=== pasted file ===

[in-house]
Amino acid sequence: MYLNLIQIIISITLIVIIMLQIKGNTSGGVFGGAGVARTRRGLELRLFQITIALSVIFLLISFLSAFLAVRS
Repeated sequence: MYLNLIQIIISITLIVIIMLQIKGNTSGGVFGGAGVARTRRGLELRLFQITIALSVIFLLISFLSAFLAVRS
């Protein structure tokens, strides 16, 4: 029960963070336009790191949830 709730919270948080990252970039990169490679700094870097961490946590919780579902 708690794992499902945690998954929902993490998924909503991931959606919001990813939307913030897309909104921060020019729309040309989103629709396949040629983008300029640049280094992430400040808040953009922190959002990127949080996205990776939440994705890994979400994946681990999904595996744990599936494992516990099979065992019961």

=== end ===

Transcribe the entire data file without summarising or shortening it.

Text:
[in-house]
Amino acid sequence: MYLNLIQIIISITLIVIIMLQIKGNTSGGVFGGAGVARTRRGLELRLFQITIALSVIFLLISFLSAFLAVRS
Repeated sequence: MYLNLIQIIISITLIVIIMLQIKGNTSGGVFGGAGVARTRRGLELRLFQITIALSVIFLLISFLSAFLAVRS
């Protein structure tokens, strides 16, 4: 029960963070336009790191949830 709730919270948080990252970039990169490679700094870097961490946590919780579902 708690794992499902945690998954929902993490998924909503991931959606919001990813939307913030897309909104921060020019729309040309989103629709396949040629983008300029640049280094992430400040808040953009922190959002990127949080996205990776939440994705890994979400994946681990999904595996744990599936494992516990099979065992019961």